Is Ethereum Decentralized Enough and Will It Become Worse After POS Upgrade?

Is Ethereum Decentralized Enough and Will It Become Worse After POS Upgrade?

The idea of Ethereum to become the “internet of currency” has been widely accepted by everybody in the crypto space. Not only that, but Ethereum has also been overused as the platform for various different trends since 2017. Do you still remember CryptoKitties? Or do you remember the ICO craze in Q4 2017? All of these trends didn’t last very long but they helped Ethereum to confirm its place in the eyes of crypto enthusiasts.

Since then until today, Ethereum has been able to remain relevant in the runner up position (only behind Bitcoin). Fast forward to 2020, Ethereum, once again, is being utilized for the latest bull craze in the crypto space. Yep, this time it’s DeFi’s turn to steal crypto headlines. DeFi stands for decentralized finance, and it is the most hyped industry in the crypto market at the moment. Ethereum’s DeFi protocols are far more popular than others. And don’t forget that most stablecoin transfers are currently happening on Ethereum blockchain.

However, the usage of Ethereum for anything popular in the crypto market has been widely questioned by crypto maximalists. They believe that Ethereum is simply not decentralized enough and it will only get worse once Ethereum fully migrates to Ethereum 2.0 and Proof-of-Stake (PoS) consensus mechanism. Is this true? Let’s analyze it from each argumentative point.

How Decentralized Is Ethereum?

The biggest argument that often comes to Ethereum skeptics is the node distribution. Yep, many skeptics call out Ethereum for being not decentralized enough when it comes to node distribution. The source? Well, thenextweb claimed that 5,499 nodes out of total 8,933 Ethereum nodes were hosted in the cloud back in September 2019. And in terms of percentage, 25% of all nodes were hosted in Amazon Web Services (AWS).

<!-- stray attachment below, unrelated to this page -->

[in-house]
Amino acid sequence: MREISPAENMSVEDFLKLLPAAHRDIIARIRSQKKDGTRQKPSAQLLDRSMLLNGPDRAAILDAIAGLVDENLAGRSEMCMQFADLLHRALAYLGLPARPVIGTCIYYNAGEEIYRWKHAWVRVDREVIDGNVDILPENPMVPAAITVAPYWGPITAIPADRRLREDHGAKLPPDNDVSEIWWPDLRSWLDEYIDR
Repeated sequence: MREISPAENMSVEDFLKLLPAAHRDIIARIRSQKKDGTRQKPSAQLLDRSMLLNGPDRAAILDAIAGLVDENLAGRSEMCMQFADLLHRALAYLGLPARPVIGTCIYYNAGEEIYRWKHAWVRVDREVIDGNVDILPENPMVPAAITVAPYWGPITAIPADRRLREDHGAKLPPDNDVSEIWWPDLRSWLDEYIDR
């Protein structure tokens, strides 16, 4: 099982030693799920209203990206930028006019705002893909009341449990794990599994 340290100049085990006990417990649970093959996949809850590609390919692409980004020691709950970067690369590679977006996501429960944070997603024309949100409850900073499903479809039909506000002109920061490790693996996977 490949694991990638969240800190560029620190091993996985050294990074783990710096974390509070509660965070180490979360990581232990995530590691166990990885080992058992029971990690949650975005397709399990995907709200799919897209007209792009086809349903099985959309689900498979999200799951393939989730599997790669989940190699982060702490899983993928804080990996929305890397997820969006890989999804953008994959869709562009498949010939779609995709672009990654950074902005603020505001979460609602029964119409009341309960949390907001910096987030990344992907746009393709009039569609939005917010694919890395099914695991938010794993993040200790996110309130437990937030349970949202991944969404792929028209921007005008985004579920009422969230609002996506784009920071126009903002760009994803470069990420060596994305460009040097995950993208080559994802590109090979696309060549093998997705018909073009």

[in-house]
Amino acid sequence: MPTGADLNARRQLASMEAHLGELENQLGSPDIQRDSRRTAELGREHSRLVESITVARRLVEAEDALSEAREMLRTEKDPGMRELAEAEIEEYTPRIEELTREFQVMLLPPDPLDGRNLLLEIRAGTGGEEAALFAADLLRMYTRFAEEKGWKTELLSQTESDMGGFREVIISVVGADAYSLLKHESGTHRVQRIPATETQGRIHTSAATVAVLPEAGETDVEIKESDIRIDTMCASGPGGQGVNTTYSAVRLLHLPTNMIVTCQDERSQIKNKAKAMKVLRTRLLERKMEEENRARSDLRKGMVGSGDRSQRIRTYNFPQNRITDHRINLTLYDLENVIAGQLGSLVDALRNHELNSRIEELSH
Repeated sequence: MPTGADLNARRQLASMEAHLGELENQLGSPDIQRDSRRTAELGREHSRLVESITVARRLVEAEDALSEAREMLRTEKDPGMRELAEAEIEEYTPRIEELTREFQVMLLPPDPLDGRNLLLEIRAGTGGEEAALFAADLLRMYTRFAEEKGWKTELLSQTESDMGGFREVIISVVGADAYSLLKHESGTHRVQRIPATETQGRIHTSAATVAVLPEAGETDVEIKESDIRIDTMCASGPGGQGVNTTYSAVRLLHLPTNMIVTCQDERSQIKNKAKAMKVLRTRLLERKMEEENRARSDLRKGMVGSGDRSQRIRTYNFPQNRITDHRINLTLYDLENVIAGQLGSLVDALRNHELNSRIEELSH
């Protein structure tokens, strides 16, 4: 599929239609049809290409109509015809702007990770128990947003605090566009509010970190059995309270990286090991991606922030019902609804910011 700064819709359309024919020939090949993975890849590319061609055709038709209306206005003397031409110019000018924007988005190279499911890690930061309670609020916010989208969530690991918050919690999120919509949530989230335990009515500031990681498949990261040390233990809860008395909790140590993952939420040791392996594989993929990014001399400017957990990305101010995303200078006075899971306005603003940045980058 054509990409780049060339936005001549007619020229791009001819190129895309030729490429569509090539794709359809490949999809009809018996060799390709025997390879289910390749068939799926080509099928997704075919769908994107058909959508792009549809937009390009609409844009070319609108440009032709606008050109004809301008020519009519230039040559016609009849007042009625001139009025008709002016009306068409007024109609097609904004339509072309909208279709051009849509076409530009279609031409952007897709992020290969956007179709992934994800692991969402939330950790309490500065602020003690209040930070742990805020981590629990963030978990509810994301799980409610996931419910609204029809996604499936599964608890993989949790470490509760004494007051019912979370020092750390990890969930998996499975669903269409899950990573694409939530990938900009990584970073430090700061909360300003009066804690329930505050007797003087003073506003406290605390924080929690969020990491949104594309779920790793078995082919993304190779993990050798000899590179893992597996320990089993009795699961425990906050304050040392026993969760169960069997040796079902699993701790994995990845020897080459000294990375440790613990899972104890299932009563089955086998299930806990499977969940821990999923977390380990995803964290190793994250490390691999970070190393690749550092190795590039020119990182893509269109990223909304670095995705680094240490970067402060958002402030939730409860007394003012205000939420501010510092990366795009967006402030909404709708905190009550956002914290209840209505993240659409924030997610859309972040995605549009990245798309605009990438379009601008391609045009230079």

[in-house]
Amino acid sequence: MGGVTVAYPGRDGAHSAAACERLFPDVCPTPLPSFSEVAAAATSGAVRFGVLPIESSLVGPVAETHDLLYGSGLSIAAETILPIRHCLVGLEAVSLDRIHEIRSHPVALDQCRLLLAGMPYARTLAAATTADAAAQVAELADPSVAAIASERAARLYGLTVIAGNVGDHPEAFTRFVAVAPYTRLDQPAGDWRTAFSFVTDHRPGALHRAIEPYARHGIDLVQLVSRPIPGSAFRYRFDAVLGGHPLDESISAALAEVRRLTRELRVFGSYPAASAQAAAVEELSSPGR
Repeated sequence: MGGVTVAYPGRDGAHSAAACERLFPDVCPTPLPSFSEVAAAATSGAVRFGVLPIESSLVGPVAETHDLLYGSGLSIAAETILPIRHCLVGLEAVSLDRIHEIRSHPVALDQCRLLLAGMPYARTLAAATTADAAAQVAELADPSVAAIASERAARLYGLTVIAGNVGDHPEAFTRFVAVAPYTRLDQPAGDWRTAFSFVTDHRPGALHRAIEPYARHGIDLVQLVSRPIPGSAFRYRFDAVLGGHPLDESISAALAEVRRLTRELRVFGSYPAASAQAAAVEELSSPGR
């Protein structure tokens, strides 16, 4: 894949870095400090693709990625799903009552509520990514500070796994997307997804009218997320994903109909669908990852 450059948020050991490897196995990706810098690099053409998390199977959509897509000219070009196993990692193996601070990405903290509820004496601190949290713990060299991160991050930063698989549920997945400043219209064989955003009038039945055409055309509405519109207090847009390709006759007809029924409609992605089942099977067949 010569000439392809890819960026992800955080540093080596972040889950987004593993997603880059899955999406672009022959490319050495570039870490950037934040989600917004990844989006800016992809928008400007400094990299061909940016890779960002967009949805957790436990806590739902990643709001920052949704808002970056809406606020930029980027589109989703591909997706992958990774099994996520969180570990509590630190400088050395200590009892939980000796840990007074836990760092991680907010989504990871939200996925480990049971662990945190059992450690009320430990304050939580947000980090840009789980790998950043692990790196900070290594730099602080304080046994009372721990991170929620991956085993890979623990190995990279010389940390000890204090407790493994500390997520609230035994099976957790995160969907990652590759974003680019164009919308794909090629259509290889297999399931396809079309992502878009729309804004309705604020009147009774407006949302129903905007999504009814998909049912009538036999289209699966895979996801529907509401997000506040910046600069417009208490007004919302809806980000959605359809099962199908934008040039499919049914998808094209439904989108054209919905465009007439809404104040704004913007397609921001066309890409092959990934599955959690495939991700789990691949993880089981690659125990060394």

This argument has a point but not strong enough. While it’s true that the nodes were/are centralized in AWS and other centralized solutions, the owners of these nodes are still different people and entities. Think of it like this. If you and I use AWS, both of us still have different legal rights to the content that we host on AWS. It’s like two different people having two different apartments in the same apartment building.

Technically, it’s almost impossible for Amazon (or other big tech companies) to just seize every Ethereum node. They are a business, first and foremost, and they are tightly regulated. The chance for them to forcefully take over everybody’s node is slim-to-none. In other words, Ethereum nodes being hosted in AWS and other cloud platforms doesn’t mean they are not decentralized. As long as these nodes are owned by different entities, they are decentralized enough.

The Upcoming PoS Upgrade

Now here comes another important question. What’s going to happen with the upcoming Ethereum 2.0 upgrade where Ethereum will slowly migrate from Proof-of-Work (PoW) to Proof-of-Stake (PoS) consensus? Many crypto maximalists, especially the more conservative ones, often accuse that PoS is doomed to fail when it comes to decentralization.

They claim that you are limiting everybody’s access to your blockchain network when you have to stake a certain amount of cryptocurrencies. However, many PoS enthusiasts believe it’s actually the other way around. You don’t need to invest in expensive computers just to be able to mine a decent amount of cryptocurrencies. By having a proof-of-stake system, Ethereum would be able to give fairer access to everybody. Whether this theory will be proven true or not, it still remains to be seen.

Ethereum itself would require 32 ETH for anyone who wants to become a validator. Some people think this is too high but some others believe it’s the perfect barrier entry.

Decentralization Debates Are Always Tricky

Unfortunately, debates and arguments about “decentralization” are always tricky. They are never as straightforward as everybody has different opinions and definitions of it. At the end of the day, a blockchain can be seen as sufficiently decentralized as long as it has plenty of different participants who don’t really know each other. It will be very hard to achieve full decentralization that can give access to everybody with minimum cost – if not impossible. Ethereum, at its current state, is already decentralized enough, and still more decentralized than most altcoins out there.